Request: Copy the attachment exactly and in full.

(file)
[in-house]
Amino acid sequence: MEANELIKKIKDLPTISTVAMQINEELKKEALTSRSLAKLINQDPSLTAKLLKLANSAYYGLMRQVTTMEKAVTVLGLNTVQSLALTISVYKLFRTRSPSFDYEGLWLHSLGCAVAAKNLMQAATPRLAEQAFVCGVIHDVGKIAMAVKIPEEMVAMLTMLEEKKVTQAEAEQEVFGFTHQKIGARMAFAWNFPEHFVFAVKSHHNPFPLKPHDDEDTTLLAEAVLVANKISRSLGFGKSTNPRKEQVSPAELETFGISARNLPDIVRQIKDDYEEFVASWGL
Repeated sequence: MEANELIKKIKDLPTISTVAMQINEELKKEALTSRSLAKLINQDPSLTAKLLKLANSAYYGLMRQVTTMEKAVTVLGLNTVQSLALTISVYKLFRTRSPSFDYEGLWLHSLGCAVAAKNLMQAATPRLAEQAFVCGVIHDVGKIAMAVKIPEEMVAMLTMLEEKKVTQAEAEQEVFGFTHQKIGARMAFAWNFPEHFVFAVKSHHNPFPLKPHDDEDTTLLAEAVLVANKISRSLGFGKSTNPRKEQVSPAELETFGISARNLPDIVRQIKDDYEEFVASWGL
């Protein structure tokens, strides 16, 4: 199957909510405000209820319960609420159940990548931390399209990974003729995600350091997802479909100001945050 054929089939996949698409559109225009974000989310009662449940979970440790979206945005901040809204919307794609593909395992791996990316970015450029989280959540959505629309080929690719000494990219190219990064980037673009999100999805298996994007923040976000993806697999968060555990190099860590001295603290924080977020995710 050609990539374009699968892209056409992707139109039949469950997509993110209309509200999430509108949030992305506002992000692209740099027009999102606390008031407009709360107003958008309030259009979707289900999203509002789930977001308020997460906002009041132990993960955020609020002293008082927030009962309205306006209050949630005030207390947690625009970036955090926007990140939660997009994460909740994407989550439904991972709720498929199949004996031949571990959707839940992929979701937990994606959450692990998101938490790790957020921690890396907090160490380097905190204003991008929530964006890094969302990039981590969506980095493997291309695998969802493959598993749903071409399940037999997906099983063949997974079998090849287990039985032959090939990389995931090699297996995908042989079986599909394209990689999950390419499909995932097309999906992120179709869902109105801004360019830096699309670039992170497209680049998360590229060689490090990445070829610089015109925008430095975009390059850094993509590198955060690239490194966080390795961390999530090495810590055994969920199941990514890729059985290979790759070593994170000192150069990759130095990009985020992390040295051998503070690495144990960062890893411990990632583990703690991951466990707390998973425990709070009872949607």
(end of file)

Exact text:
[in-house]
Amino acid sequence: MEANELIKKIKDLPTISTVAMQINEELKKEALTSRSLAKLINQDPSLTAKLLKLANSAYYGLMRQVTTMEKAVTVLGLNTVQSLALTISVYKLFRTRSPSFDYEGLWLHSLGCAVAAKNLMQAATPRLAEQAFVCGVIHDVGKIAMAVKIPEEMVAMLTMLEEKKVTQAEAEQEVFGFTHQKIGARMAFAWNFPEHFVFAVKSHHNPFPLKPHDDEDTTLLAEAVLVANKISRSLGFGKSTNPRKEQVSPAELETFGISARNLPDIVRQIKDDYEEFVASWGL
Repeated sequence: MEANELIKKIKDLPTISTVAMQINEELKKEALTSRSLAKLINQDPSLTAKLLKLANSAYYGLMRQVTTMEKAVTVLGLNTVQSLALTISVYKLFRTRSPSFDYEGLWLHSLGCAVAAKNLMQAATPRLAEQAFVCGVIHDVGKIAMAVKIPEEMVAMLTMLEEKKVTQAEAEQEVFGFTHQKIGARMAFAWNFPEHFVFAVKSHHNPFPLKPHDDEDTTLLAEAVLVANKISRSLGFGKSTNPRKEQVSPAELETFGISARNLPDIVRQIKDDYEEFVASWGL
């Protein structure tokens, strides 16, 4: 199957909510405000209820319960609420159940990548931390399209990974003729995600350091997802479909100001945050 054929089939996949698409559109225009974000989310009662449940979970440790979206945005901040809204919307794609593909395992791996990316970015450029989280959540959505629309080929690719000494990219190219990064980037673009999100999805298996994007923040976000993806697999968060555990190099860590001295603290924080977020995710 050609990539374009699968892209056409992707139109039949469950997509993110209309509200999430509108949030992305506002992000692209740099027009999102606390008031407009709360107003958008309030259009979707289900999203509002789930977001308020997460906002009041132990993960955020609020002293008082927030009962309205306006209050949630005030207390947690625009970036955090926007990140939660997009994460909740994407989550439904991972709720498929199949004996031949571990959707839940992929979701937990994606959450692990998101938490790790957020921690890396907090160490380097905190204003991008929530964006890094969302990039981590969506980095493997291309695998969802493959598993749903071409399940037999997906099983063949997974079998090849287990039985032959090939990389995931090699297996995908042989079986599909394209990689999950390419499909995932097309999906992120179709869902109105801004360019830096699309670039992170497209680049998360590229060689490090990445070829610089015109925008430095975009390059850094993509590198955060690239490194966080390795961390999530090495810590055994969920199941990514890729059985290979790759070593994170000192150069990759130095990009985020992390040295051998503070690495144990960062890893411990990632583990703690991951466990707390998973425990709070009872949607």